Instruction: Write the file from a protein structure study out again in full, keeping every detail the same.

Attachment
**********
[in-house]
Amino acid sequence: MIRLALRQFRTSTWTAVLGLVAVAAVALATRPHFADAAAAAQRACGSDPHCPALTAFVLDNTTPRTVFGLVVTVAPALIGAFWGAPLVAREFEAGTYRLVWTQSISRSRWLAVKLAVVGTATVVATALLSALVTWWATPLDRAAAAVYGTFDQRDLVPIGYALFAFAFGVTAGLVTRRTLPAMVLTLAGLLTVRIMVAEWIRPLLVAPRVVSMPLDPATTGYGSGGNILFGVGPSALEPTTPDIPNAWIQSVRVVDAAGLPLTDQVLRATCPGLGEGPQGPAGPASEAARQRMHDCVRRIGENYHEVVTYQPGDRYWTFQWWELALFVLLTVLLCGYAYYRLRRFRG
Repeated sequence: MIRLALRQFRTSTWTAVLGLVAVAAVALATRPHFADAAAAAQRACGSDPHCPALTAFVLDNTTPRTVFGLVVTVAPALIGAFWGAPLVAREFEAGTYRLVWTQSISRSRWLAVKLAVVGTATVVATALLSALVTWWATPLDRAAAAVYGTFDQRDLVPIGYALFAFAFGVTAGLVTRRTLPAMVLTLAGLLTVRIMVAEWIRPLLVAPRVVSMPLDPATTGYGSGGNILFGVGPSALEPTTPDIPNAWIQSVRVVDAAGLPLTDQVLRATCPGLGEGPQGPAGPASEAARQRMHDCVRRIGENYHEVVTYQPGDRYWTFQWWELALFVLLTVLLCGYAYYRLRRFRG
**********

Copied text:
[in-house]
Amino acid sequence: MIRLALRQFRTSTWTAVLGLVAVAAVALATRPHFADAAAAAQRACGSDPHCPALTAFVLDNTTPRTVFGLVVTVAPALIGAFWGAPLVAREFEAGTYRLVWTQSISRSRWLAVKLAVVGTATVVATALLSALVTWWATPLDRAAAAVYGTFDQRDLVPIGYALFAFAFGVTAGLVTRRTLPAMVLTLAGLLTVRIMVAEWIRPLLVAPRVVSMPLDPATTGYGSGGNILFGVGPSALEPTTPDIPNAWIQSVRVVDAAGLPLTDQVLRATCPGLGEGPQGPAGPASEAARQRMHDCVRRIGENYHEVVTYQPGDRYWTFQWWELALFVLLTVLLCGYAYYRLRRFRG
Repeated sequence: MIRLALRQFRTSTWTAVLGLVAVAAVALATRPHFADAAAAAQRACGSDPHCPALTAFVLDNTTPRTVFGLVVTVAPALIGAFWGAPLVAREFEAGTYRLVWTQSISRSRWLAVKLAVVGTATVVATALLSALVTWWATPLDRAAAAVYGTFDQRDLVPIGYALFAFAFGVTAGLVTRRTLPAMVLTLAGLLTVRIMVAEWIRPLLVAPRVVSMPLDPATTGYGSGGNILFGVGPSALEPTTPDIPNAWIQSVRVVDAAGLPLTDQVLRATCPGLGEGPQGPAGPASEAARQRMHDCVRRIGENYHEVVTYQPGDRYWTFQWWELALFVLLTVLLCGYAYYRLRRFRG